Modern Movies in April

I watched several “modern movies” (post-1970 by the TMP definition) in April, but found I didn’t have a whole lot to say about most of them, so in this month’s recap I’ll just be highlighting one which I would very much recommend. My favorite modern movie of the month.

Films that won’t be covered in any depth:

  • Barbershop: The Next Cut (not great, not terrible)
  • Mother’s Day (worse than Valentine’s Day but not as bad as New Year’s Eve)
  • Keanu (which is worth watching for the running joke about George Michael and for the adorable kitten, at the very least — it got quite a few laughs out of me).

On to the favorite:

(Image via Dialogos Cinefilos)
(Image via Dialogos Cinefilos)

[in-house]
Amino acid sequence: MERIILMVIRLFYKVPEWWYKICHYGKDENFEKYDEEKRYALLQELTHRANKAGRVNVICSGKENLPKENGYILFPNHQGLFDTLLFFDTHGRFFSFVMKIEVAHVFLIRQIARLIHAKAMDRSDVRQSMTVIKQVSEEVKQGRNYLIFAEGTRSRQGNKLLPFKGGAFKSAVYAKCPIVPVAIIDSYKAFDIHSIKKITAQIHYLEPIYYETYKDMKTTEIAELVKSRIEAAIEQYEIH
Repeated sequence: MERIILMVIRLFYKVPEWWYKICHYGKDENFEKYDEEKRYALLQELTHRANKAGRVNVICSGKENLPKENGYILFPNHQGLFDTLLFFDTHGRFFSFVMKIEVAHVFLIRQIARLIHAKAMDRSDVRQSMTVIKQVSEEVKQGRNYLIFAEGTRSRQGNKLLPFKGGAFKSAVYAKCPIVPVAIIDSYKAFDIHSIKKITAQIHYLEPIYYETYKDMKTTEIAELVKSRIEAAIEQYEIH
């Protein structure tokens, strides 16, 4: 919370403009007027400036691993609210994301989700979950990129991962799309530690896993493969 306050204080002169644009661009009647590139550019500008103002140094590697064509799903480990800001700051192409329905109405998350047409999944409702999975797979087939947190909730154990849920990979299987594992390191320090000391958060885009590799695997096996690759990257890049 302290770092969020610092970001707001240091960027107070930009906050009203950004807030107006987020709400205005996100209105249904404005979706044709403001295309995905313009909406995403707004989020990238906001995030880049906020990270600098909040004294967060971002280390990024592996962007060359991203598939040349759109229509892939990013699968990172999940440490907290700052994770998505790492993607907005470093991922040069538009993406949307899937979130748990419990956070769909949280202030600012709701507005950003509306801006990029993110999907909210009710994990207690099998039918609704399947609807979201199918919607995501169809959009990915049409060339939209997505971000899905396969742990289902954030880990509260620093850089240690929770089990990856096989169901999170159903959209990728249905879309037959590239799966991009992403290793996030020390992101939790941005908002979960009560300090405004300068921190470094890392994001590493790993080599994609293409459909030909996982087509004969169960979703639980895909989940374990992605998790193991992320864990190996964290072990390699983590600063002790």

Perfect Sense (2011) – I was intrigued by the premise of this film when I ran across it on Netflix. Similar to TiMER and Frequencies, a couple of other Netflix discoveries of mine, it blends science fiction with romance. An epidemic is taking over the world, which is causing people to suddenly lose their senses. A chef (Ewan McGregor) and a scientist (Eva Green) who lives near his restaurant find themselves falling in love in the midst of this global crisis. And “crisis” really is the best way to put it. Some of what happens is pretty disturbing to watch. Perfect Sense is a fascinating take on the future, and the script lives up to its potential. The performances are very good, and the story engrosses the viewer from start to finish. Perhaps the most striking thing about the film is Eva Green’s narration, which explains the loss of senses to the audience as each loss occurs. These very effectively-crafted scenes (such as one in which she describes the loss of smell, over a montage of photographs of memories that one may connect to smell, like a bonfire) allow the audience to understand the depth of loss that is being felt by those losing their senses. The film on the whole is heartbreaking — not one that’ll be leaving my mind any time soon!

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